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Sick of walking all the way down your long driveway just to check your mail? Waiting on a special package and want to know as soon as it arrives? With Mailbox 2.0 you will receive real time notifications on your phone whenever mail is placed in, or removed from your mailbox.
Not only will you receive a notification on your phone, we have utilized a second Particle Photon to display this real time information anywhere in your home. Don't let Advanced difficulty scare you from attempting this project. Overall, it is very easy, especially with our provided code and schematics. The addition of the force sensitive resistor makes this project much more difficult, but, it can be easily left out if you so desire.
IFTTT was utilized to deliver notifications to our phones. The recipe was set up to look for events published from the photon, this is the Particle.Publish line in the code. The second photon also looked for these events using the Particle.Subscribe line. We have chosen to receive notifications for when the mailbox is opened and when mail is placed inside for when our roommates check the mail when we are away.
The first part of this project uses a photo resistor combined with a 220ohm resistor to determine if the mail box is opened or closed. Later on we will solder longer leads to the photo resistor to allow us to place it near the door of the mail box.
Unless you mail box has been shot at by your neighbors, they will typically seal well and let very little light into them when closed. A photo resistor will decrease resistance as it is exposed to more light, allowing for a higher voltage reading on the particle, and vice-versa. The particle outputs a maximum of 3.3 volts, which corresponds to a value of 4095 on an analog pin. So, when the photo resistor senses more light, i.e. the mailbox being opened, its resistance will drop and allow a higher voltage to be read from the analog pin.
The code is set up to take multiple readings upon start up to set a threshold to determine what is light and what is dark. This allows the user to set up the limits specifically to their mailbox. If one mailbox lets in more light than another, the limits can be adjusted for that.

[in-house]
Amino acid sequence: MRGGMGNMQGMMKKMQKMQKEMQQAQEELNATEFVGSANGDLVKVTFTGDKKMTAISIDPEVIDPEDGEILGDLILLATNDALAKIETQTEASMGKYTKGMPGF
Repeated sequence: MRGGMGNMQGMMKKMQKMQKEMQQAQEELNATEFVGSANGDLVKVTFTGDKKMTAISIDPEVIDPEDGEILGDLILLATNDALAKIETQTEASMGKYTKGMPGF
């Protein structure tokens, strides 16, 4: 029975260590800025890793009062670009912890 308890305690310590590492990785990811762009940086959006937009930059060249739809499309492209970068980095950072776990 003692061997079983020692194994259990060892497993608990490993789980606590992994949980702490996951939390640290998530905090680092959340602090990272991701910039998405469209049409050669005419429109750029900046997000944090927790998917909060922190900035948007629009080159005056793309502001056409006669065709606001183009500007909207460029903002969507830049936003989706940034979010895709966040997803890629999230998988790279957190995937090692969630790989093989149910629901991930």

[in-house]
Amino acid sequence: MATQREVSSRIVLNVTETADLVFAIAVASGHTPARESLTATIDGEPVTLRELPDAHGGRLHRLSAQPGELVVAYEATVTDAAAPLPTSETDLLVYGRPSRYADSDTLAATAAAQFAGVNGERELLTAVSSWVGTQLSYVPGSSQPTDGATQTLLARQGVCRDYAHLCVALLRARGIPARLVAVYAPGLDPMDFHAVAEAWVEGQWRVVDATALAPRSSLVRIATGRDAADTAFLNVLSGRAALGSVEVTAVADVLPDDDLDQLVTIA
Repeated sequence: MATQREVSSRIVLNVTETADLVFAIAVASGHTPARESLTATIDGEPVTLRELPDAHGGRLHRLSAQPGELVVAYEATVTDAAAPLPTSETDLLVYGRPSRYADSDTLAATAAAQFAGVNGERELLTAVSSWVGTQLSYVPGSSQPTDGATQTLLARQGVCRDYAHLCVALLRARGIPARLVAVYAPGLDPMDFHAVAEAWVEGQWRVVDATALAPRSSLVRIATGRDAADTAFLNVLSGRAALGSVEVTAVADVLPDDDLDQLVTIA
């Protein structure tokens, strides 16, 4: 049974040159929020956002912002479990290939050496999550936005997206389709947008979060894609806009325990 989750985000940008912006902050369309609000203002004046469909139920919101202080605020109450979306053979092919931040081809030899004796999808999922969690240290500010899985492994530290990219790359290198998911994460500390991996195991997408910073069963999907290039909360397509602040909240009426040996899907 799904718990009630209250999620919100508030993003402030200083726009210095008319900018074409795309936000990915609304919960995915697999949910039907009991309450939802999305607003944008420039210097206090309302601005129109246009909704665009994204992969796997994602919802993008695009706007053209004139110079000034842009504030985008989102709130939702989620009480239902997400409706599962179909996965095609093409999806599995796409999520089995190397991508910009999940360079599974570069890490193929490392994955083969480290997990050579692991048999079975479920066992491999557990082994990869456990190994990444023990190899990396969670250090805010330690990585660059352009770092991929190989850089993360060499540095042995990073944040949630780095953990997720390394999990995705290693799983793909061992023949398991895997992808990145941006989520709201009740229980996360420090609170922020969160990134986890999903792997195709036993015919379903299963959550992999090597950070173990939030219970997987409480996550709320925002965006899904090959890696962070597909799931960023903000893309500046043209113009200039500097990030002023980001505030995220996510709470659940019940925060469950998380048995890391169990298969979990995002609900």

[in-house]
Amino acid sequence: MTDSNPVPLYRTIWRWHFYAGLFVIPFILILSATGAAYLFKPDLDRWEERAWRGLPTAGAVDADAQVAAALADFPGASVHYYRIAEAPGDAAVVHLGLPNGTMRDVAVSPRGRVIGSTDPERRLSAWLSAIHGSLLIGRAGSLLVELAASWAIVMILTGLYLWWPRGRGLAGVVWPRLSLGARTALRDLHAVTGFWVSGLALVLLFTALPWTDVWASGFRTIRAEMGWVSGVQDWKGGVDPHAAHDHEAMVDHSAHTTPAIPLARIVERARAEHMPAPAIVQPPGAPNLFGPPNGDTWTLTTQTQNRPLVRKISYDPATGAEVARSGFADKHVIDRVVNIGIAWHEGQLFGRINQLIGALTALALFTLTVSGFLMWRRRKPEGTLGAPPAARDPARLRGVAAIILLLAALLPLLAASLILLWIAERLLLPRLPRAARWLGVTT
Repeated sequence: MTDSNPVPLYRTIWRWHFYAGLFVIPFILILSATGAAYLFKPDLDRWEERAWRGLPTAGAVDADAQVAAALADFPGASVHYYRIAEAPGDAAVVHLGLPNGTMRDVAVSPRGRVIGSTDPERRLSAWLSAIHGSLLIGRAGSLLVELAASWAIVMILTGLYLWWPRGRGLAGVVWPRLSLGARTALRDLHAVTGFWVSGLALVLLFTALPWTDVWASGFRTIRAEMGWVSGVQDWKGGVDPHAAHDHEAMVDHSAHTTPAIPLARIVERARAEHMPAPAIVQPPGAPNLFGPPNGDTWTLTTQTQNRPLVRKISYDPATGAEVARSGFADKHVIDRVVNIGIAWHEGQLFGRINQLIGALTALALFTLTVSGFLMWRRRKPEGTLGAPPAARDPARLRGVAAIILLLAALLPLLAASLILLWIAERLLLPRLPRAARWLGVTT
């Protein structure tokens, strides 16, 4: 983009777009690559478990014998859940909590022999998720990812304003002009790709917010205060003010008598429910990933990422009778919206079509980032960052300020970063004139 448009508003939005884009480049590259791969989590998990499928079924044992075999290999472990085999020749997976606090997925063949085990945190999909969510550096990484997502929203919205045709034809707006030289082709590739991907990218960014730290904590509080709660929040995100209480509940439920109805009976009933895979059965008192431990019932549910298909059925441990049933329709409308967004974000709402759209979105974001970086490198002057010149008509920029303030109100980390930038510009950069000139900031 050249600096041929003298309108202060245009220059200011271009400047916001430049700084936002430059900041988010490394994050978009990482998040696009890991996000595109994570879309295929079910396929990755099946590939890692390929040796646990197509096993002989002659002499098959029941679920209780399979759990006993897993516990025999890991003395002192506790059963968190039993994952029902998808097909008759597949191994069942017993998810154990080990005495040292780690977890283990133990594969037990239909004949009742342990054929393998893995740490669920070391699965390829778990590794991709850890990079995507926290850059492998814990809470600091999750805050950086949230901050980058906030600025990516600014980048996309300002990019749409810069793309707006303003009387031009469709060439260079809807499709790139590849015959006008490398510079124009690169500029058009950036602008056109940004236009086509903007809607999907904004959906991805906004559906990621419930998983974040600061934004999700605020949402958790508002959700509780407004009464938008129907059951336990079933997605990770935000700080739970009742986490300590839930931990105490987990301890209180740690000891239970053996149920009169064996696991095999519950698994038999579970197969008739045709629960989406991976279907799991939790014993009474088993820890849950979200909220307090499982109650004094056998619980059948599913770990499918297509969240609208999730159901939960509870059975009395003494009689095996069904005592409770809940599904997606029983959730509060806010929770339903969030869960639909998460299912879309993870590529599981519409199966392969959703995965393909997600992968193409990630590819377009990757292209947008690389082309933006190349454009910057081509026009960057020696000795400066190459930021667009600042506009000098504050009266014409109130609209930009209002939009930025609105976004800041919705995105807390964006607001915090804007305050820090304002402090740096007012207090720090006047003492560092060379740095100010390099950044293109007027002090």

The resting value for the force sensitive resistor is found using tinker by viewing the value of the bits when there is no weight placed on it. To find the threshold value at which the sensor will send us a notification, we used the lightest piece of mail we could find and determined how high the bit value would go. The value entered into the code is set slightly below that so it can be detected.
Most people already have mailboxes, but we decided to purchase a cheap one from home depot for our prototype, and because its freezing outside. We even found a cool little WIFI sticker to go with it! A small hole was cut into the bottom of the mailbox at the back to allow the power cord to be ran in. Depending on how you plan to power your photon, placement may vary. For a cheap and simple route, we decided to go with plugging the photon into a drop cord ran to the mailbox but it could easily be powered with a solar cell or rechargeable batteries.
To avoid working in the tight, confined space of the mailbox, a piece of plastic was cut out to fit in the bottom. The force sensitive resistor was stuck to this plastic and laid upside down in the mailbox so that when weight was applied it would sandwich the FSR and induce a larger resistance change. The photon was plugged in and sat on the back of the plastic.
With everything in place, female to male wires were used to run the photo resistor to the front of the mailbox to ensure it would take in enough light to trigger the event publication. With enough light, however, it still works properly in the back of the mailbox.
After testing the resistors to make sure the values were still changing properly, the front of the plastic piece was hot glued to the bottom of the mailbox and the photo resistor was taped to the side. Its not pretty, but it works and is definitely modifiable. For a more permanent fixture black duct tape can be ran to completely conceal the wires.
Up next was setting up our In-House notification system with another particle photon and the .96" OLED LCD screen that comes in the particle maker kit. This OLED screen is very simple to hook up and decent quality. The SparkFun library was used to get the screen running and code was changed to display what we needed.
Just for a little fun, and to make the project look more interesting, we took a small priority mail package and cut the front out to fit the OLED screen. The photon is housed inside as well and the cord was ran through a small hole to a wall outlet. The OLED screen displays whether your mail or precious package has arrived and how many times the mailbox has been opened based off of the sensors in the mailbox
Part of this project was to graph the information collected by the sensors. We used IFTTT to add a line to a spreadsheet whenever mail was placed inside of the mailbox. Whenever the FSR value was exceeded, meaning there was a weight inside the mailbox, the graph will represent it.
Here is a simple video of the mailbox in action. There are two notifications on the phone because the mailbox was jolted hard enough to lift the mail off of the sensor and back down, thus triggering it again.